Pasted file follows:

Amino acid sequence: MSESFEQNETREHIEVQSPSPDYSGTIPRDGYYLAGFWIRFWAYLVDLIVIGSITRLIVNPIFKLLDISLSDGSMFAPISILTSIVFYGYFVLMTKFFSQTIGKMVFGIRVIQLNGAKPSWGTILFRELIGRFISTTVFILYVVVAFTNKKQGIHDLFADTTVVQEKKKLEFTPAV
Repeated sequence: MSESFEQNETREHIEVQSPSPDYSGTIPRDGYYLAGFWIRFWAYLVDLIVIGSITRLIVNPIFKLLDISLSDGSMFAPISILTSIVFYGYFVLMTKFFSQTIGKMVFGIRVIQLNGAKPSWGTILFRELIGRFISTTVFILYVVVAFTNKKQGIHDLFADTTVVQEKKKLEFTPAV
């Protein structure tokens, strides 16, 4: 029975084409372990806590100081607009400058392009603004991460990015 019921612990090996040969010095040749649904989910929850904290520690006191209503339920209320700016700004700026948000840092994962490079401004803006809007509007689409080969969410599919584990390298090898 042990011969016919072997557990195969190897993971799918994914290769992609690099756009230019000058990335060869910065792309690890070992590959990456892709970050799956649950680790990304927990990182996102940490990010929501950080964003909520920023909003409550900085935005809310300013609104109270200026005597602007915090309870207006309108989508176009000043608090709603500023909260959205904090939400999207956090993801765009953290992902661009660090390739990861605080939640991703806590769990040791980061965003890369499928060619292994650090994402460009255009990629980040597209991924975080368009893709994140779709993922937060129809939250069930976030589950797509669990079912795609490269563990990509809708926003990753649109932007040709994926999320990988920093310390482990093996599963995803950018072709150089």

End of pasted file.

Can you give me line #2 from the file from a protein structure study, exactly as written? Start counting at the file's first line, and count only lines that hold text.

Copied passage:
Repeated sequence: MSESFEQNETREHIEVQSPSPDYSGTIPRDGYYLAGFWIRFWAYLVDLIVIGSITRLIVNPIFKLLDISLSDGSMFAPISILTSIVFYGYFVLMTKFFSQTIGKMVFGIRVIQLNGAKPSWGTILFRELIGRFISTTVFILYVVVAFTNKKQGIHDLFADTTVVQEKKKLEFTPAV